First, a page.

Xanthan Gum is one of most commonly used gums to control viscosity and provide stability.
Xanthan Gum is a powder milled from the dried cell coat of a micro-organism called Xanthonomonas Campestris, grown under laboratory conditions.
It is naturally produced to stick the bacteria to the leaves of cabbage-like plants.
Xanthan Gum's most important property is its very high low-shear viscosity coupled with its strongly shear-thinning character. It is one of most commonly used gums to control viscosity and provide stability.
Its properties include:
Applications: Gels only in the presence of Locust Bean Gum (LBG), Agar Agar or Carrageenan Kappa. Stabiliser. Suspensions thickener. Emulsifier. Foaming agent. Replaces gluten in yeast breads. Retards ice crystal growth in freeze-thaw situations.
Rate of Hydration: Rapid
Colour: Light to off white powder
Ph Solubility: 1-13
Doseage Rates: 0.05% - 1.5%
Xanthan Gum is mainly considered to be non-gelling and used for the control of viscosity due to the tenuous associations endowing it with weak-gel shear-thinning properties.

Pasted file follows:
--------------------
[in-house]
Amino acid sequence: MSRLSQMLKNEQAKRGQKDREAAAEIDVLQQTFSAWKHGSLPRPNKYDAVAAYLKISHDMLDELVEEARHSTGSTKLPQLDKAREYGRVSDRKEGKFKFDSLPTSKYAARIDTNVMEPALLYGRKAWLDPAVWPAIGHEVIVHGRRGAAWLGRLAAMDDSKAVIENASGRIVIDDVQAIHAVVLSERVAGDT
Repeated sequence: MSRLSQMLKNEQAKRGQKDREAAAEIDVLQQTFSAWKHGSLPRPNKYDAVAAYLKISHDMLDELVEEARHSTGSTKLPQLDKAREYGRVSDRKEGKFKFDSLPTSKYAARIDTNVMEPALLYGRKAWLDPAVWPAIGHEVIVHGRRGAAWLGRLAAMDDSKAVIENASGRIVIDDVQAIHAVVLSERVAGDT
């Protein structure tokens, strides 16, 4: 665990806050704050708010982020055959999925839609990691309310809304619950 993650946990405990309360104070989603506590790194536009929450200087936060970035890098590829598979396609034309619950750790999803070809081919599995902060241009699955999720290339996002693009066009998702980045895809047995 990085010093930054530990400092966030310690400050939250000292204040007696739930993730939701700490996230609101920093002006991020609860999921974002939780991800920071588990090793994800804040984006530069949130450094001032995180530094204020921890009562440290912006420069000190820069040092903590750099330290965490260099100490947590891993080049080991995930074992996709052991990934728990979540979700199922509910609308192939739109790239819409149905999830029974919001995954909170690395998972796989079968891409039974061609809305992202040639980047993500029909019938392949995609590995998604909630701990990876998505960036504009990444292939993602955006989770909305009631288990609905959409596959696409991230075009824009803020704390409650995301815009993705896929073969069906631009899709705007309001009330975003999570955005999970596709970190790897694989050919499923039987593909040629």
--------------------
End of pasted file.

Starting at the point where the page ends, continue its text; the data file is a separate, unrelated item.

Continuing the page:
It hydrates rapidly in cold water without lumping to give a reliable viscosity, encouraging its use as thickener, stabilizer, emulsifier and foaming agent.
However when added to other hydrocolloids gels can be produced. Xanthan Gum forms thermoreversible soft elastic gels with Locust Bean Gum and can be added to Agar Agar and Kappa Carrageenan to form a more stable gel.
The consistent water holding ability of Xanthan Gum may be used for the control of syneresis and to retard ice recrystallization (ice crystal growth) in freeze-thaw situations.
Xanthan Gum may be used in pastry fillings, it prevents the weeping of the water in the filling, protecting the crispness of the crust.
Xanthan Gum may also be added to ice cream to prevent ice-crystals forming.
Xanthan Gum is capable of producing a large increase in the viscosity of a liquid by adding a very small amount, around 1%, however in most applications it is used at 0.5% or even as low as 0.05%